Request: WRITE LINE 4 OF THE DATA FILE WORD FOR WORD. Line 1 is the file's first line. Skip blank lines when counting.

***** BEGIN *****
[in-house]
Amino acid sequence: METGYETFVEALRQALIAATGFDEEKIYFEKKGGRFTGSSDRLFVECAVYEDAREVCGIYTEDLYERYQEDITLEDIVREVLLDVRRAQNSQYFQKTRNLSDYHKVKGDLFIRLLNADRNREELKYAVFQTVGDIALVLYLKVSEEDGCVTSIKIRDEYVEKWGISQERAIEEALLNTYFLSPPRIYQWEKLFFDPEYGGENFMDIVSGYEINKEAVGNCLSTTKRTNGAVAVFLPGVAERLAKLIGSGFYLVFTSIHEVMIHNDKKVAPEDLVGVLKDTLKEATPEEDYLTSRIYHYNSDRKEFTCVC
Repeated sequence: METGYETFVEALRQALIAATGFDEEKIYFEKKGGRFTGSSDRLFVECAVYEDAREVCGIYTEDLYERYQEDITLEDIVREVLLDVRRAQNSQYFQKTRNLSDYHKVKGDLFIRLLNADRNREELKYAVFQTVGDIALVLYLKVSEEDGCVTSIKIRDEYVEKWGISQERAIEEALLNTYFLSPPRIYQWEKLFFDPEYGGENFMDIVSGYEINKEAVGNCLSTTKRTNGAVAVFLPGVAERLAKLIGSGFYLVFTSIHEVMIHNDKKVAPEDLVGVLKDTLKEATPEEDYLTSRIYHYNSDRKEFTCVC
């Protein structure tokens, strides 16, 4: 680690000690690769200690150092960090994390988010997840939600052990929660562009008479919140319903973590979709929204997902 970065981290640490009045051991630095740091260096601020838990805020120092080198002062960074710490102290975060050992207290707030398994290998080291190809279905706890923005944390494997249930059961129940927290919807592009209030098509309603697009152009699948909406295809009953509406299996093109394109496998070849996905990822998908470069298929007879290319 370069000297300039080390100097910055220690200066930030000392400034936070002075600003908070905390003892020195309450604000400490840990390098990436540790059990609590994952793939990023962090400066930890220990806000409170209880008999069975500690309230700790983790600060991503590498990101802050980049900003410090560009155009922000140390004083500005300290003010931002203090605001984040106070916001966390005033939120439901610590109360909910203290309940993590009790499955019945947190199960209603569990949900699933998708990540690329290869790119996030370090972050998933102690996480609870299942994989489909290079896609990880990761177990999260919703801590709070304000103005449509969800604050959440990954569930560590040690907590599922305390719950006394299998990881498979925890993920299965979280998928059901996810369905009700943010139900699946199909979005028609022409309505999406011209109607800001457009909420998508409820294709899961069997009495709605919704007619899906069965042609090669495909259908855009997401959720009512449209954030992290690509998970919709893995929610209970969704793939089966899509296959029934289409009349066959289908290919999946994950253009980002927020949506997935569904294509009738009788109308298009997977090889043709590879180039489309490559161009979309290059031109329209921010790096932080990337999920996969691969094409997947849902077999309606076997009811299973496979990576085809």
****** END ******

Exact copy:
């Protein structure tokens, strides 16, 4: 680690000690690769200690150092960090994390988010997840939600052990929660562009008479919140319903973590979709929204997902 970065981290640490009045051991630095740091260096601020838990805020120092080198002062960074710490102290975060050992207290707030398994290998080291190809279905706890923005944390494997249930059961129940927290919807592009209030098509309603697009152009699948909406295809009953509406299996093109394109496998070849996905990822998908470069298929007879290319 370069000297300039080390100097910055220690200066930030000392400034936070002075600003908070905390003892020195309450604000400490840990390098990436540790059990609590994952793939990023962090400066930890220990806000409170209880008999069975500690309230700790983790600060991503590498990101802050980049900003410090560009155009922000140390004083500005300290003010931002203090605001984040106070916001966390005033939120439901610590109360909910203290309940993590009790499955019945947190199960209603569990949900699933998708990540690329290869790119996030370090972050998933102690996480609870299942994989489909290079896609990880990761177990999260919703801590709070304000103005449509969800604050959440990954569930560590040690907590599922305390719950006394299998990881498979925890993920299965979280998928059901996810369905009700943010139900699946199909979005028609022409309505999406011209109607800001457009909420998508409820294709899961069997009495709605919704007619899906069965042609090669495909259908855009997401959720009512449209954030992290690509998970919709893995929610209970969704793939089966899509296959029934289409009349066959289908290919999946994950253009980002927020949506997935569904294509009738009788109308298009997977090889043709590879180039489309490559161009979309290059031109329209921010790096932080990337999920996969691969094409997947849902077999309606076997009811299973496979990576085809």